In a somewhat different way, themes of sin and judgement, references to penance and the false principles of the ‘world’, and explicit treatments of moral issues, tend to be more prominent in the orations and the Lectionary of the Extraordinary Form.[11] Equally, the value set on family life as traditionally conceived, and openness to life displayed in large families, is particularly evident among the Faithful attached to the Extraordinary Form.

In this respect it is useful to note the comments of the British Muslim Nadiya Hussain, who sprang to fame as the winner of a television cooking competition, noted in interviews the ‘stigma’ attached to the role of housewife in secular British society, a role she saw herself as representing in the competition.[12]

Islam and Evangelical Protestantism

Islam has certain obvious affinities with ‘Low Church’ Protestantism. It is not an incarnational or sacramental religion; it rejects the use of images; and it stresses the importance of its Holy Book. Black communities in the United States and elsewhere, most often historically linked to Protestantism, have proved a fruitful source of conversions to Islam, which seems, particularly to the young men of these communities, a militant and masculine religion. In response, Protestant apologists have drawn attention to those aspects of Islam which do not accord with classical Low Church principles. These include the practice of pilgrimage (the Hajj, to Mecca),[13] and the kissing of the ‘black stone’; the practice of fasting; the importance of ritual;[14] the practice of stylised chanting of sacred texts; formal prayer; and the use of a sacred language.[15]

In this context, there is clearly value in being able to stress a more positive, Catholic, attitude to these things, which are, indeed, very prominent in the ancient Christian churches of majority-Muslim countries. Unfortunately, social and legal restrictions on converting from Islam to Christianity in many Muslim countries are such that it is generally not possible for these ancient churches to accept Muslim converts.[16]

In the West, the Extraordinary Form, and the traditional spirituality and discipline associated with it, serves to expand the common ground which is necessary for fruitful dialogue to take place, because, like the Oriental churches, it affirms the use of a sacred language in worship, the use of ritual and chant, the importance of fasting and of pilgrimage, and, as already noted, the complementarity of the sexes, and the wearing of head coverings by women.[17]

The spirituality of the Extraordinary Form emphasises a popular form of mysticism, the longing for which finds expression in the Sufi tradition in Islam.[18]

The appeal to men specifically is also an area in which the Extraordinary Form and the Oriental churches have something in common with Islam. As noted in another Position Paper,[19] this is connected with the stress on the transcendent, and reverence, dignity, and ritual in worship, as opposed to a stress on spontaneity and the emotions, and related factors.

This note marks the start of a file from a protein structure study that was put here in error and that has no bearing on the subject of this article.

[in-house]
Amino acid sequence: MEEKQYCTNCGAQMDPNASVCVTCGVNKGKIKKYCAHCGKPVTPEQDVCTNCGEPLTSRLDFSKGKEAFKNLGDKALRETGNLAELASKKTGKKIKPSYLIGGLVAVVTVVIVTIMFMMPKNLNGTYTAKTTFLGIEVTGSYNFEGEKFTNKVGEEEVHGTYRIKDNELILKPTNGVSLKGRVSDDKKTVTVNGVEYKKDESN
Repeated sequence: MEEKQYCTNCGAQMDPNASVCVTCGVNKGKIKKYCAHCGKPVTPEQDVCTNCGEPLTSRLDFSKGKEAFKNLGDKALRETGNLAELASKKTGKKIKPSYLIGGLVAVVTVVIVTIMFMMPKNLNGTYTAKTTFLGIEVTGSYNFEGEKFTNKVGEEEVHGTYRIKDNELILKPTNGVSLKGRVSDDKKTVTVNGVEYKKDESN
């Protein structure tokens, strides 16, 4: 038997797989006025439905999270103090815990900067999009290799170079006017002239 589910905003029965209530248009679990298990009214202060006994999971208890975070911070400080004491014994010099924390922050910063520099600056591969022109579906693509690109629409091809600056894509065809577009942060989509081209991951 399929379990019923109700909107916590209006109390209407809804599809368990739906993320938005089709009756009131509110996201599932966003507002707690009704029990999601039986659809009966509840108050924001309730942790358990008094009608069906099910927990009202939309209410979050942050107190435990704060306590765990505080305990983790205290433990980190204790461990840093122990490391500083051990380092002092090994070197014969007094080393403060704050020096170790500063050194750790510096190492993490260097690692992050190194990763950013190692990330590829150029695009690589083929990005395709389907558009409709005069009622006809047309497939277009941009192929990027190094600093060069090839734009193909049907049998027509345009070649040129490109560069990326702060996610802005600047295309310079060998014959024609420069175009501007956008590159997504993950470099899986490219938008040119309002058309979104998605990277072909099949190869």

It would clearly be unfortunate for Catholics to represent the Church to Muslims as lacking both the affinities which Protestantism has with Islam, and the affinities which the Oriental Churches have with it: the net result would be that we have very little common ground with Muslims in terms of religious culture and practice.

Christianity’s attractiveness to Muslims is, in fact, very real. The positive references to Jesus (‘Isa al-Masih’) and the Gospel (‘Injil’) in the Qu’ran,[20] though mysterious and in part erroneous, serve to excite the curiosity of Muslims who today, to a greater extent than in the past, are able to read translations of their own important texts and of the Gospels, and can follow literally the Muhammad’s advice concerning a disputed question: ‘Ask the followers of the Reminder [the Scriptures] if ye know not?[21]

Not only have a notable number of Muslims sought reception into the Church in Africa,[22] in Germany,[23] and elsewhere, in recent years, but Protestant efforts to evangelise in Muslim counties have not been without their successes, creating a phenomenon of hidden Christians, who do not openly profess their Faith.[24] The actions of Islamic extremists can also prompt Muslims to reassess their commitments, especially for those whose attachment is to a merely formal, or a ‘folk’, Islam.[25] The ‘Great Turning’ in Indonesia, following the anti-Communist purge of 1965, provides a vivid precedent for this.[26]

The conversion stories of Muslims often include great sacrifice and suffering on their part, and the active role of Providence. After torture, imprisonment, and exile, the Iraqi Muslim convert Joseph Fadelle wrote of his first experience of Latin Chant:
I was gripped by the sonorities, which were much subtler and more musical than Arabic. Although I did not understand it, I immediately felt an attraction for that language.
            As I listened to that slow, profound music, I also found again the prayerful atmosphere that I had experienced in churches in the Near East. This chant touched me deeply; it immersed me in a peace that I could not have imagined a few days before.[27]